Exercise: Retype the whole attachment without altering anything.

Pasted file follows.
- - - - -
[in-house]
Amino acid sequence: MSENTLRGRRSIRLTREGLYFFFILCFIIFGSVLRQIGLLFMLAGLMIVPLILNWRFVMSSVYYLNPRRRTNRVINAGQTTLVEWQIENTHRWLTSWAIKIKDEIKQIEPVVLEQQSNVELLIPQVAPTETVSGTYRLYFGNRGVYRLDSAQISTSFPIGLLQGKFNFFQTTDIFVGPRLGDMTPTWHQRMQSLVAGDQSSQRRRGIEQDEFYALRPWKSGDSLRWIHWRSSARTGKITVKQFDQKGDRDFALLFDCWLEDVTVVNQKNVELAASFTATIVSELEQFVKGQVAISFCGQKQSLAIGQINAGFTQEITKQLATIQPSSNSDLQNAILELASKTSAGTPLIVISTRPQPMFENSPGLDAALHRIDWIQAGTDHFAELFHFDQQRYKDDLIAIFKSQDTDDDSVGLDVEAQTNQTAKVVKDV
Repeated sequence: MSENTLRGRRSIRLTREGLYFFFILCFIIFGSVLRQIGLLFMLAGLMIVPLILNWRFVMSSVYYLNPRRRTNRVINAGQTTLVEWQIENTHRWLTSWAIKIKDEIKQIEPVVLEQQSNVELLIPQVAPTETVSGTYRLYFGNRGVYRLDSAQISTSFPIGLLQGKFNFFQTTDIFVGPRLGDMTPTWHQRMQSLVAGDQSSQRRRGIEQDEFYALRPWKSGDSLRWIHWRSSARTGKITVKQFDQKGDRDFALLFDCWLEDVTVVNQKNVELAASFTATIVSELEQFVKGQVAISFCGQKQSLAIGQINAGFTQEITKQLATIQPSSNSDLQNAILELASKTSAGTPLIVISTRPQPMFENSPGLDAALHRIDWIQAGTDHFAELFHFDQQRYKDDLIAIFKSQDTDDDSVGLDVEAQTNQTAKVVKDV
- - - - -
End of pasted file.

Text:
[in-house]
Amino acid sequence: MSENTLRGRRSIRLTREGLYFFFILCFIIFGSVLRQIGLLFMLAGLMIVPLILNWRFVMSSVYYLNPRRRTNRVINAGQTTLVEWQIENTHRWLTSWAIKIKDEIKQIEPVVLEQQSNVELLIPQVAPTETVSGTYRLYFGNRGVYRLDSAQISTSFPIGLLQGKFNFFQTTDIFVGPRLGDMTPTWHQRMQSLVAGDQSSQRRRGIEQDEFYALRPWKSGDSLRWIHWRSSARTGKITVKQFDQKGDRDFALLFDCWLEDVTVVNQKNVELAASFTATIVSELEQFVKGQVAISFCGQKQSLAIGQINAGFTQEITKQLATIQPSSNSDLQNAILELASKTSAGTPLIVISTRPQPMFENSPGLDAALHRIDWIQAGTDHFAELFHFDQQRYKDDLIAIFKSQDTDDDSVGLDVEAQTNQTAKVVKDV
Repeated sequence: MSENTLRGRRSIRLTREGLYFFFILCFIIFGSVLRQIGLLFMLAGLMIVPLILNWRFVMSSVYYLNPRRRTNRVINAGQTTLVEWQIENTHRWLTSWAIKIKDEIKQIEPVVLEQQSNVELLIPQVAPTETVSGTYRLYFGNRGVYRLDSAQISTSFPIGLLQGKFNFFQTTDIFVGPRLGDMTPTWHQRMQSLVAGDQSSQRRRGIEQDEFYALRPWKSGDSLRWIHWRSSARTGKITVKQFDQKGDRDFALLFDCWLEDVTVVNQKNVELAASFTATIVSELEQFVKGQVAISFCGQKQSLAIGQINAGFTQEITKQLATIQPSSNSDLQNAILELASKTSAGTPLIVISTRPQPMFENSPGLDAALHRIDWIQAGTDHFAELFHFDQQRYKDDLIAIFKSQDTDDDSVGLDVEAQTNQTAKVVKDV